Note: one of these photos shows a brand name product, rest assured, no payment has been received for this post. Considering the cost, I wish! This also makes a great breakfast dish.

A Cheergerm creation

25 thoughts on “Rice pudding with cardamom, rosewater and pistachios. A faerie tale.

  1. Really love the cardamom in your rice pudding. But, (sacrilege, I know) ditch the rose petals altogether. Or, since you’ve already done the deal with the fairies and have the petals, consider making your own supply of rose water.

    • Thanks KW, loved the cardamom too. And I do love the pretty colour of those damn rose petals. I don’t know why it bothered me so much, I will happily spend money on spices, oils and vinegars etc but there is something ‘fripperyish’ about those petals. The rosewater idea is great but I don’t think I could bring myself to soak them or throw them…I see a lot of rose petal strewn cupcakes in my future… He he…

  2. Yum! It sounds a lot like traditional kheer, which is made with a dash of rosewater instead of those outrageously expensive petals, and garnished with pistachios. That may be the recipe you stashed away. I like your version too, but I’d go with the easy option and go for rosewater…

      • It was always my favourite dessert in Indian restaurants back in the UK. If you think rose petals are swanky, there was one place in London that used to dust the top with flakes of edible gold. Waah!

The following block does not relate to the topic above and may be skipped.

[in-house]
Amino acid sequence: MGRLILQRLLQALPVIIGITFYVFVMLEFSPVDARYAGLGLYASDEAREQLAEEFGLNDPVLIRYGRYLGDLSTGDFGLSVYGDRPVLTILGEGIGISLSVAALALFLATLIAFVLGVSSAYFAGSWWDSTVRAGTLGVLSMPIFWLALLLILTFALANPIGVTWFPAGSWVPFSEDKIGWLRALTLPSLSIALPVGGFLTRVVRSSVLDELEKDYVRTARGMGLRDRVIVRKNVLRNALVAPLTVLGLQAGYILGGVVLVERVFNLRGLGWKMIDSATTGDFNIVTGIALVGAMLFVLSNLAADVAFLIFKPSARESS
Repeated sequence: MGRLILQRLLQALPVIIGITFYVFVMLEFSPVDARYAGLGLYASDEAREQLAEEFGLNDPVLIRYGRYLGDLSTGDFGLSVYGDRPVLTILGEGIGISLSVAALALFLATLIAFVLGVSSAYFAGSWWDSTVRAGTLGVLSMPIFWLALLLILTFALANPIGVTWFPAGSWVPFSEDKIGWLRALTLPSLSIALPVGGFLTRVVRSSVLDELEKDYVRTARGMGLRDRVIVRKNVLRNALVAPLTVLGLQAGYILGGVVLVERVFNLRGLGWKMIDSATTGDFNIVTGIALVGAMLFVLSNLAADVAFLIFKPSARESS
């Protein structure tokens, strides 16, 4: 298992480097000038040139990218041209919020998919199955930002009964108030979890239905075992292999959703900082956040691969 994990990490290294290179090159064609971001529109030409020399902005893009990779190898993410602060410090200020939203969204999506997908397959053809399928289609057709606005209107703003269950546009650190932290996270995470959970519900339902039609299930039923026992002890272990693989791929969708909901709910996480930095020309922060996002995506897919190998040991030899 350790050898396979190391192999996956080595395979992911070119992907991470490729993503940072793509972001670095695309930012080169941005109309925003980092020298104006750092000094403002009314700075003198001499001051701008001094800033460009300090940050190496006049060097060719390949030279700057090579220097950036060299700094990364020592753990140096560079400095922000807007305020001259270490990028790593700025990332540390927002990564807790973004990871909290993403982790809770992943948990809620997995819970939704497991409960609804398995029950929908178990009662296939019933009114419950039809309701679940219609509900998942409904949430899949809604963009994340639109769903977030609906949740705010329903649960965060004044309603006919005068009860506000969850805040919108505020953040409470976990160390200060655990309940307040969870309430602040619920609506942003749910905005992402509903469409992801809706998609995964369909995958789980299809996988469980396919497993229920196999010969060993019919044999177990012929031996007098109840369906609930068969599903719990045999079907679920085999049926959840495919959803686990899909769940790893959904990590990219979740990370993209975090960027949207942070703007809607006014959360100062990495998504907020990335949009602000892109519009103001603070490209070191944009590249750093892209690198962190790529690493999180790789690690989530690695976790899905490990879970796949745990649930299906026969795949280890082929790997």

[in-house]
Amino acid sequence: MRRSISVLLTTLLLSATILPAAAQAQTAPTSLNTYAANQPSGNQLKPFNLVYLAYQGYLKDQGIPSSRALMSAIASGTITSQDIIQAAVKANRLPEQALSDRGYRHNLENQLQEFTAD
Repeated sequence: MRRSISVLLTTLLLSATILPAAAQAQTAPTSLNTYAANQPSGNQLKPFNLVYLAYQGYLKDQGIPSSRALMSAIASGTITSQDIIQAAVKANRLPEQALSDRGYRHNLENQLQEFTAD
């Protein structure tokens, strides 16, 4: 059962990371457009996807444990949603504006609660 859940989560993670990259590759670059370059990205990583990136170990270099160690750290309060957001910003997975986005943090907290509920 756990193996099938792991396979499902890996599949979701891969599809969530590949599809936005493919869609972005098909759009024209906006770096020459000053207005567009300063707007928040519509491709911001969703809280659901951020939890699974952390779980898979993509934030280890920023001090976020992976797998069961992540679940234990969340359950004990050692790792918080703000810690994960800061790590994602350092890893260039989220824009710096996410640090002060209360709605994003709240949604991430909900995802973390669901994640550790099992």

3. I read somewhere that in some exotic locations outside Oz, rose scented rice pudding is fed to new mothers post partum . It has a deep and mysterious exotic sense of luxurious elegance. Can the traded son have those qualities? I looooove rice pud.

    • What a lovely idea to feed this to new mums of bubs. At that thought, I do feel a tad regretful at my trade but then I remember a particular look he gave me earlier today and I am all good again. I went on a rice pudding bender a few years ago then pulled back but I feel the siren call once more. Good stuff hey.

  4. The green of the pistachios with the pink of the rose petals is exquisite! Especially on your matching china 🙂 I am a big rice pudding fan, but we made it differently when I was a girl. It was more like a custard with rice in, and had nutmeg sprinkled on top.